• HSE Disability Services should conduct a national review of the current need for alternative care for children with disabilities whose parents or carers are assessed as being either not willing, or not able, to provide for their ongoing care;

• Tusla should immediately issue guidance to all social work areas, that child protection and welfare referrals about children with disabilities must be assessed and managed the same as all other referrals and in accordance with national policies and procedures.

Dr Muldoon continued “Sadly, we are aware of other parents of children with disabilities who have left their children in a variety of settings such as Emergency Departments, disability respite centres and schools in a desperate attempt to force the State to provide much needed services. This is profoundly wrong, particularly against the backdrop of Ireland’s ratification of the United Nations Convention on the Rights of People with Disabilities (UNCRPD) in 2018.

“We have made far reaching recommendations both in relation to Jack and for the system as a whole, to ensure that children across Ireland are never again impacted by any of these issues. We are pleased to note that since these recommendations were made, the CEOs of the HSE and Tusla issued a joint response to the Ombudsman for Children, fully accepting our recommendations.

“Since then, Jack’s care plan has been reviewed and all agencies are now working together with Jack’s mother and host family to meet his needs. Jack has also been provided with a range of services, medical equipment, and an individualised budget to meet any emerging needs. Tusla has assigned a liaison person to Jack’s case through their family support Meitheal service. The HSE and Tusla have also agreed to arrange an assessment of whether Jack’s current host family arrangement complies with all safeguarding requirements.” Dr. Muldoon concluded.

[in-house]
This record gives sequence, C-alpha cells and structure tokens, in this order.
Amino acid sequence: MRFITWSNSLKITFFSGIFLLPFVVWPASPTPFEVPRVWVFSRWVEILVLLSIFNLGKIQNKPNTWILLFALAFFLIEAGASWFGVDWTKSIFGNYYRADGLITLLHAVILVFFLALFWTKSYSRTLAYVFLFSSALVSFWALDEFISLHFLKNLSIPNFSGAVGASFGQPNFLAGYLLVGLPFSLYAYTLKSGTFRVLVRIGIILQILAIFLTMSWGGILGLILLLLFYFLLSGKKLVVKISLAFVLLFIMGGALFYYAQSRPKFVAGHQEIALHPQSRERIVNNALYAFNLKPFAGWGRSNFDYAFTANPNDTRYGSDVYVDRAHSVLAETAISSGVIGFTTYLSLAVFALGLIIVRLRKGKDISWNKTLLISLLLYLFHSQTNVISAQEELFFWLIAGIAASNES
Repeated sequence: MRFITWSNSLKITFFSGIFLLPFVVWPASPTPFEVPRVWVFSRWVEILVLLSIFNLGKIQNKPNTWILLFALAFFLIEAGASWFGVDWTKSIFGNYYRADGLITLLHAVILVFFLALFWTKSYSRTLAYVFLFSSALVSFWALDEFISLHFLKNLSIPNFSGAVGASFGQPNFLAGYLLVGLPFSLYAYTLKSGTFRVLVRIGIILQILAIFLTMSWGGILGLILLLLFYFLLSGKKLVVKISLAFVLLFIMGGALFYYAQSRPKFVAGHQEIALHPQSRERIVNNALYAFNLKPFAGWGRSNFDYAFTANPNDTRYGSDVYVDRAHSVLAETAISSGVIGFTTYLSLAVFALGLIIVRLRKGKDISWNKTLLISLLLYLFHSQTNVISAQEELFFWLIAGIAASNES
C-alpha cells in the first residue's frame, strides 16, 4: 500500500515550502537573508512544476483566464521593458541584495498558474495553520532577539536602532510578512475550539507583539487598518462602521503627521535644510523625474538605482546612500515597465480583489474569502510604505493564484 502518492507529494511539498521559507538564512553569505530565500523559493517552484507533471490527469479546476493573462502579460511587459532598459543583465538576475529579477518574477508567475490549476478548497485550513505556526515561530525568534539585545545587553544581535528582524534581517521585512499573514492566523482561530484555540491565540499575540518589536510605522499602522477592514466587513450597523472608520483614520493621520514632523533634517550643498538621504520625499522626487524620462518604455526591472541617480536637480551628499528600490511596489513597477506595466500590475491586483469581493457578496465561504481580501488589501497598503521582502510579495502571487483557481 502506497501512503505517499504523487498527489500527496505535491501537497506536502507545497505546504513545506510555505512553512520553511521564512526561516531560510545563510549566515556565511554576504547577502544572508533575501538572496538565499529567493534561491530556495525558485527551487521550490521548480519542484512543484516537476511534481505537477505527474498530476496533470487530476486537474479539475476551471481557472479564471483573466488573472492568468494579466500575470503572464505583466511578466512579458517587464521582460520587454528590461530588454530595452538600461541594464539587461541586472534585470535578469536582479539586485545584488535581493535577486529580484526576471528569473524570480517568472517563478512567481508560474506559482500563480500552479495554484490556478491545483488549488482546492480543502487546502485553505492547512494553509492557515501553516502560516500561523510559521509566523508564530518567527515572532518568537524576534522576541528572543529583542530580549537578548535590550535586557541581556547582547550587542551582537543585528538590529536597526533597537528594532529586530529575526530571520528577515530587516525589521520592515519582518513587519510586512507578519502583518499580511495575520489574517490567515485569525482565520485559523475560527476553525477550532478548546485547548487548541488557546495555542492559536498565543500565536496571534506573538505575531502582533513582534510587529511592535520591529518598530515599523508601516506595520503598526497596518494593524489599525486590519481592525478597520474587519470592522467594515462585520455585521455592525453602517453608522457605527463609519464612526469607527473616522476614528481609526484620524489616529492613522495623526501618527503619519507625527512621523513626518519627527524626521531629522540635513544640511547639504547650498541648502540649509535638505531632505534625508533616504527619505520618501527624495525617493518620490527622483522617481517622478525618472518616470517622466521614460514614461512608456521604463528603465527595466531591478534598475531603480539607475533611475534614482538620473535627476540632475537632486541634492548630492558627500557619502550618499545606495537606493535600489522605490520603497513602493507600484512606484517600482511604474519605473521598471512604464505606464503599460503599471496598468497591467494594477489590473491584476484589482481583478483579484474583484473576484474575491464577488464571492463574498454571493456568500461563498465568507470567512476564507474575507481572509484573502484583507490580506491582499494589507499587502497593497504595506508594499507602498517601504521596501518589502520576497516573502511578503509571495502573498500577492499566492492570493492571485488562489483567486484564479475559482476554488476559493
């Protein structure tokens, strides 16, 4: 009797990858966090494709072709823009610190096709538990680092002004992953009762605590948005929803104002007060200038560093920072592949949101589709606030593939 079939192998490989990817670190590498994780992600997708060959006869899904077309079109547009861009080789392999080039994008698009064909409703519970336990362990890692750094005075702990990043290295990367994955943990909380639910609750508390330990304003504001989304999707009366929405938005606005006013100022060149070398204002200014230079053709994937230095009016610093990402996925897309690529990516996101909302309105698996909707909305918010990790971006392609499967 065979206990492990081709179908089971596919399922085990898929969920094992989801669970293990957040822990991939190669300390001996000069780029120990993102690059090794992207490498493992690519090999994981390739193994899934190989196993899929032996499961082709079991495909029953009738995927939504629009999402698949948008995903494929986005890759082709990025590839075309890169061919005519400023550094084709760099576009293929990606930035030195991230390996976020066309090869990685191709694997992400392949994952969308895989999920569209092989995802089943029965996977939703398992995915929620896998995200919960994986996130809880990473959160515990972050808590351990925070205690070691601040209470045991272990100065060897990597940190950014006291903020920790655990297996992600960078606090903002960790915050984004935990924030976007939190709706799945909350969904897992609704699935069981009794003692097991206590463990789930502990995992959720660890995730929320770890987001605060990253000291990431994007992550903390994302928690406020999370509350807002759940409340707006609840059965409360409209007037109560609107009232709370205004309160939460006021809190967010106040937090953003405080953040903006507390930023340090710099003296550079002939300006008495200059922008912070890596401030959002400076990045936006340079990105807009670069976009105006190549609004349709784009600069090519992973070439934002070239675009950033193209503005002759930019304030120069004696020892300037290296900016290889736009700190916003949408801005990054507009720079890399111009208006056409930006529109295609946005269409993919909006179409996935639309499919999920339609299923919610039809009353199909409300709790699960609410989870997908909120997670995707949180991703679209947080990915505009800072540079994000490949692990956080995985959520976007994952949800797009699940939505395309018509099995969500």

The OCO notes, that:

• Both agencies have agreed to sign off on, by the end of 2020, a new framework for a holistic assessment of children who are deemed to have been inappropriately placed or remain in hospital settings;

• The HSE and Tusla have agreed to undertake a national review of the current need for alternative care for children with disabilities and produce a report by the middle of next year outlining the requirements to ensure a comprehensive service to these children and their families;

• The HSE acute hospital services will be joint signatories to the HSE/Tusla Joint Protocol (2020). This will ensure there is improved inter-agency cooperation when supporting children with disabilities who may need a residential placement and will include children who are deemed to be inappropriately placed in hospital settings.

Commenting on the report’s findings, the CEO of Tusla, Bernard Gloster, said:
“This report highlights significant shortcomings in how Jack’s case was dealt with, and we accept both the findings and recommendations of the OCO in full. We had already begun a process of significant improvement in the past year from another OCO report ‘Molly’ and we are now including in that the recommendations from ‘Jack’.

“Since joining Tusla in 2019 I have been clear that children require a co-ordinated and integrated response and it is our responsibility as state agencies to form this response around their needs, and not the other way round. To this end, we recently agreed further joint working protocols with the HSE including funding arrangements and case management in shared cases involving Tusla/HSE.

“While there are many situations that are the sole remit of one or other of our agencies there are also many where a shared response is required and we must ensure that children with both disabilities and welfare needs do not meet barriers. It is important we are challenged by and continue to improve services as a result of the work of the OCO,” Mr. Gloster concluded.

For further information contact:

• Claire McGreal, Ombudsman for Children’s Office, 087 344 6564,
• Síle Murphy, Q4PR, 086 028 8132,

Notes to editor

Jack* – not his real name
To download a full copy of Jack’s* Case see